For almost 1,500 years, the Japanese have been celebrating Honen Matsuri for fertility and good harvests. And there’s a giant wooden phallus.
You can see why Honen Matsuri is affectionately nicknamed “the Penis Festival”.
On March 15th each year, an enormous 8-foot long 616-pound wooden penis is paraded through the old Japanese farming town of Komaki on the shoulders of 12 men chanting ‘Wa-sha-i’.
These men are all 42 years old, an inauspicious number in Japan.
Alongside march the ceremonially dressed Shinto priests, musicians, local dignitaries and woman carrying smaller wooden phalluses.
The traditionally clothed women carrying 60 cm long wooden phalluses are 36 years old, also considered an unlucky age that requires spiritual intervention.
The giant woody is carried from a shrine called Shinmei Sha (in even-numbered years) on a large hill or from Kumano-sha Shrine (in odd-numbered years), to a shrine called Tagata Jinja.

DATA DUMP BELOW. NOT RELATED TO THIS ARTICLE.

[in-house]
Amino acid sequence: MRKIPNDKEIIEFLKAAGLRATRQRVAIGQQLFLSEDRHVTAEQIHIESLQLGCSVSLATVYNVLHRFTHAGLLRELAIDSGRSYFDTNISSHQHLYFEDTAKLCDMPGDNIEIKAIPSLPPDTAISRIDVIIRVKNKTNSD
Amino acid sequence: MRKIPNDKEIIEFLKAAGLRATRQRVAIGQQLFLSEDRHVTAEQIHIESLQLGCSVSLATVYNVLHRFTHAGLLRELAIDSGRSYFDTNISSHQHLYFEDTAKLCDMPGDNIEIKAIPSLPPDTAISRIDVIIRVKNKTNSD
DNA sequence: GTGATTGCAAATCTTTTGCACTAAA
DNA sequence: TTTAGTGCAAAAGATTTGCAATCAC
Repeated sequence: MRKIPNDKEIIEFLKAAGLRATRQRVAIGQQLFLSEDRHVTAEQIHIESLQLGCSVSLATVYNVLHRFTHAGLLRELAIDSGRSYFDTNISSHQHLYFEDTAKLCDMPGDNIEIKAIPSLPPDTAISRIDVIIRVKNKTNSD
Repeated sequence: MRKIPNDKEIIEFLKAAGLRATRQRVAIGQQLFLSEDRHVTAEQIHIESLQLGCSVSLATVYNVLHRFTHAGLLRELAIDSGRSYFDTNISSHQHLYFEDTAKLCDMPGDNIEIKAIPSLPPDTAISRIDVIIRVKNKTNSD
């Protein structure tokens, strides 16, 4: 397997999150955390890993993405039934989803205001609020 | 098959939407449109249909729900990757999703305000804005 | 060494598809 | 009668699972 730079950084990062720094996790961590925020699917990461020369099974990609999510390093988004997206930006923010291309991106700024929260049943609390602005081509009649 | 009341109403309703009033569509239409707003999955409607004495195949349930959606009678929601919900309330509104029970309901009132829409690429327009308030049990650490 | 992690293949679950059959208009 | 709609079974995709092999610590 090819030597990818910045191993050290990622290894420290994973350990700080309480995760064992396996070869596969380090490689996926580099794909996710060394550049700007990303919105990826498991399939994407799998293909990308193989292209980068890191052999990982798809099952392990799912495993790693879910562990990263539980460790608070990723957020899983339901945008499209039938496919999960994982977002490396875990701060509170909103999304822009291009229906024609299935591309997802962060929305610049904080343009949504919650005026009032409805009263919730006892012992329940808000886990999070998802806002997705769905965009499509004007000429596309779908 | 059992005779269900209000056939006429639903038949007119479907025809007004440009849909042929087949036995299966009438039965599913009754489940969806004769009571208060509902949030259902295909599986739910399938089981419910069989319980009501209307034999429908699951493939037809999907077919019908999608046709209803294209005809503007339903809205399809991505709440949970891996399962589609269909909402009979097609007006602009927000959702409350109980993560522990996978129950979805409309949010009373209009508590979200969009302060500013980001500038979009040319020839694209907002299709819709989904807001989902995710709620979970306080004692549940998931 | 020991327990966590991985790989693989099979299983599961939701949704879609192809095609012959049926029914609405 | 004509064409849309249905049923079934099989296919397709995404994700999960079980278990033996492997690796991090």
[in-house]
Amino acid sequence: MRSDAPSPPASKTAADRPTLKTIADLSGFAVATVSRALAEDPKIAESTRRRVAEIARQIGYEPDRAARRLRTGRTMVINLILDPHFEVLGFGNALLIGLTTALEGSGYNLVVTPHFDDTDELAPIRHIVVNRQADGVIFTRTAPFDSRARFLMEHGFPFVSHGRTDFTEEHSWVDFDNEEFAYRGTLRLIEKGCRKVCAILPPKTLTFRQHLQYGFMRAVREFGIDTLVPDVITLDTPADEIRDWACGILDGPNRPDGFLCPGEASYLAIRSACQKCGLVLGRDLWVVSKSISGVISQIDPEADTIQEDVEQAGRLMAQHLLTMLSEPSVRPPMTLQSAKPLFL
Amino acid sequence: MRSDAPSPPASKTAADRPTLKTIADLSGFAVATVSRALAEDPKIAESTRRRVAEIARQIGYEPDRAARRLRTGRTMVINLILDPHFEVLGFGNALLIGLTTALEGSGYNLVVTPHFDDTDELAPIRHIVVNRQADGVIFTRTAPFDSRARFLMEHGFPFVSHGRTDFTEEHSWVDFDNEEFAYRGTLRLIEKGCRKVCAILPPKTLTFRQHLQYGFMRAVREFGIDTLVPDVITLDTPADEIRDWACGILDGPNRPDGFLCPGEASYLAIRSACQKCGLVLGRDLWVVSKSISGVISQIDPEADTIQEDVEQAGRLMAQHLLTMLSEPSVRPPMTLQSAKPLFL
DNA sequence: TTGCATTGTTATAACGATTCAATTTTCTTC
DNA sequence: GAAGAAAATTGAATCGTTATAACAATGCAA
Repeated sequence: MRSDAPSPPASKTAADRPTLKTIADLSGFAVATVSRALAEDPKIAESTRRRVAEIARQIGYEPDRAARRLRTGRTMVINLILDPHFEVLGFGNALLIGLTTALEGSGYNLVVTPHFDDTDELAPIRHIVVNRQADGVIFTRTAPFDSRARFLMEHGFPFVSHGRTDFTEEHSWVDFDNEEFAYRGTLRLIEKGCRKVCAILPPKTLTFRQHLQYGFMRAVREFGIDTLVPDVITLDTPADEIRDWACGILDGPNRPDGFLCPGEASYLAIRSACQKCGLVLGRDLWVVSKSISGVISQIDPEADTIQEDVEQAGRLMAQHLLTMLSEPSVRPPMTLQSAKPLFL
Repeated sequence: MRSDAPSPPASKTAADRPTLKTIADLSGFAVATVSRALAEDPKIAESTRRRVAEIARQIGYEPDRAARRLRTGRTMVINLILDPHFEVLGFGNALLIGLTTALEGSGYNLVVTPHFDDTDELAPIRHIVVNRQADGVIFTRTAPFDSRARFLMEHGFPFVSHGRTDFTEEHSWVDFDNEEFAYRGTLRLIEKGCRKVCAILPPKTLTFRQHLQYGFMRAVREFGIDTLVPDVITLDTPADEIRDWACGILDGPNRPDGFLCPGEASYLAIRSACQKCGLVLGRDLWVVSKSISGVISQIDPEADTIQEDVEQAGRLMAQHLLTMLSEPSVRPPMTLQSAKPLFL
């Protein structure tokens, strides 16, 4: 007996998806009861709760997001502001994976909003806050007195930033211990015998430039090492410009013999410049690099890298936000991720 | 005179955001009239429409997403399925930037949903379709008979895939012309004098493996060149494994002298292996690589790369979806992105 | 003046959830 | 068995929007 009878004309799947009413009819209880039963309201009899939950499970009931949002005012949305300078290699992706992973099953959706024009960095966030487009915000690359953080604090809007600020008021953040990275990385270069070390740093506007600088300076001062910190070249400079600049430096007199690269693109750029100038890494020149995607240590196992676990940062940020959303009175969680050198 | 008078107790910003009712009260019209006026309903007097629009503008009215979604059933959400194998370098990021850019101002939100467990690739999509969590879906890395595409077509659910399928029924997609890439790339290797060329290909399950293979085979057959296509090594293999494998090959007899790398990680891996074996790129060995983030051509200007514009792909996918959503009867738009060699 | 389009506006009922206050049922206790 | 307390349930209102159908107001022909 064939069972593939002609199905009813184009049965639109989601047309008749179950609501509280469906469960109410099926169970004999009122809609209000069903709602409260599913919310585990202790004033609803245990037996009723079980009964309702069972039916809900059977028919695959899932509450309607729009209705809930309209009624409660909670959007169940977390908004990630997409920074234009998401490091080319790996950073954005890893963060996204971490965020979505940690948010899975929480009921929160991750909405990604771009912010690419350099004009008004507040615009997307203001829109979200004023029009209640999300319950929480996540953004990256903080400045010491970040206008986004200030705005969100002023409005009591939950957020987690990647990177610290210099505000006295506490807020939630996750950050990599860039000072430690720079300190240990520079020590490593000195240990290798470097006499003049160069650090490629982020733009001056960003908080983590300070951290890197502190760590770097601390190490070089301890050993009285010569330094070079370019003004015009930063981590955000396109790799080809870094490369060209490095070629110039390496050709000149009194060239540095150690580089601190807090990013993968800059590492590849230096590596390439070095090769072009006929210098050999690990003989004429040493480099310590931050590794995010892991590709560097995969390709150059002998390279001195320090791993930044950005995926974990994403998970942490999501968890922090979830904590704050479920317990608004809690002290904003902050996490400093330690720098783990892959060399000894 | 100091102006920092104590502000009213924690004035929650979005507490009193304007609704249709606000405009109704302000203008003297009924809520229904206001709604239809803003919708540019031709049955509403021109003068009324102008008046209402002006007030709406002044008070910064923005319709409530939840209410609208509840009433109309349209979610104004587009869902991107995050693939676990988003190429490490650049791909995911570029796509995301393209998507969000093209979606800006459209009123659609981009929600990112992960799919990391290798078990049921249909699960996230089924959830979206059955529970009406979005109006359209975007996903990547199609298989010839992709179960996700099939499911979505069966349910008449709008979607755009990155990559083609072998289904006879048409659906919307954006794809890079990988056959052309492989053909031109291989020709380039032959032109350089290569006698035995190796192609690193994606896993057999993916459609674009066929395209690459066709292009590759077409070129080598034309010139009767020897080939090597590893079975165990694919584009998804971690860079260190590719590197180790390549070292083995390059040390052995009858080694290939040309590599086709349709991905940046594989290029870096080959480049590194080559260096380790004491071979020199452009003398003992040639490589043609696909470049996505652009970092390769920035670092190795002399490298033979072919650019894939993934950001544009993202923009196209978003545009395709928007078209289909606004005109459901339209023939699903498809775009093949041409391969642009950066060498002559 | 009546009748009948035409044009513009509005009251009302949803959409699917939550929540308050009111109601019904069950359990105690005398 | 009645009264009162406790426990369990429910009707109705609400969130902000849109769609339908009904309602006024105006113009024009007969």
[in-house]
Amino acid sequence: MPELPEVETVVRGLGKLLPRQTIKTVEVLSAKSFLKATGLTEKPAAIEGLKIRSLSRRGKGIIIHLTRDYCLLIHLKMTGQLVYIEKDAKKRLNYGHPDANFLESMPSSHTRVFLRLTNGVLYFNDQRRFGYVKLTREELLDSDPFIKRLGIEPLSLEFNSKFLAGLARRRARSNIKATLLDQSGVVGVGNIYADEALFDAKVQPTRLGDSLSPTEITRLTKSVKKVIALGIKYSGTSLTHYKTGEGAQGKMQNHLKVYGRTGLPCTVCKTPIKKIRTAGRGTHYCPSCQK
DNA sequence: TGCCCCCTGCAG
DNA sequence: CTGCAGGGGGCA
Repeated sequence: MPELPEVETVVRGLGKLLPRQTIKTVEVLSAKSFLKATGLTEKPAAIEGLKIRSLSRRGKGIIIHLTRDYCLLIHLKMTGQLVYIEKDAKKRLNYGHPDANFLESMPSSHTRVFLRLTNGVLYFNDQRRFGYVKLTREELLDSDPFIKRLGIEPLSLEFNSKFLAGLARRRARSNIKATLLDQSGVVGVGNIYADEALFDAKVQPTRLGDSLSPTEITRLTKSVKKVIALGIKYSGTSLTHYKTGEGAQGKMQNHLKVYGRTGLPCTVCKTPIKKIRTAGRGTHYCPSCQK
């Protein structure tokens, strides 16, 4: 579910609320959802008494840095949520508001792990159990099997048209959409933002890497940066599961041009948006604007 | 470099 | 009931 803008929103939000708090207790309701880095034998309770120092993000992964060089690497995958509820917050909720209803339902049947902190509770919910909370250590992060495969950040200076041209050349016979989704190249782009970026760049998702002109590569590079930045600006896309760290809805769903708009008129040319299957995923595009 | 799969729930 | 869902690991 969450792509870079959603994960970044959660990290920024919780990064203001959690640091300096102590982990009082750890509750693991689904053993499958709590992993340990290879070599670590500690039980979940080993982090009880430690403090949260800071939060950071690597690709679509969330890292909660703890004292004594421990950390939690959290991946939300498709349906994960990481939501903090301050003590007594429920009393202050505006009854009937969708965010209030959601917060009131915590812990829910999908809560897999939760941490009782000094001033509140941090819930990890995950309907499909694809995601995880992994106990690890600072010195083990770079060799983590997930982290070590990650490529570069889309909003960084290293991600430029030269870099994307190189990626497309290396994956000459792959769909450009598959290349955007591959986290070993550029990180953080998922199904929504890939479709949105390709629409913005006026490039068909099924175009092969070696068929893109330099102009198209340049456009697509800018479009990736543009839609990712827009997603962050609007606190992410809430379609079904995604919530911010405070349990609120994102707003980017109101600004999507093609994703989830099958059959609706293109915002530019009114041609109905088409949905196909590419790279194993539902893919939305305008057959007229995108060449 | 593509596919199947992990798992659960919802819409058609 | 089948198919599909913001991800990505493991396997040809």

If a gigantic wooden penis carried by chanting and dancing men wouldn’t be enough to go nuts, the centerpiece is accompanied by countless helpers handing out free snacks and sake to everybody who wants a cup… or two!
While chocolate bananas are popular at public festivals all over Japan, some stands go the extra mile by carving the tip of the banana and adding two marshmallows to the bottom.
With all the ..accessories, it’s easy to forget Tagata Jinja Hounen Sai is a 1500-year-old sacred tradition.
The giant phallus represents natural renewal, fertility and good harvest.
The parade cannot even begin until the priests have salted the road to purify the path taken by the bearers.
Lollies, cakes, statuettes and other objects are offerings to wish great fertility to loved ones. With these statues, couples pray for a child, singles pray for a husband or wife while farmers hope for bountiful harvests.
Most people who were actually there for the serious aspect of the festival, not the spectacle, pray for successful pregnancies and buy good luck charms in the morning.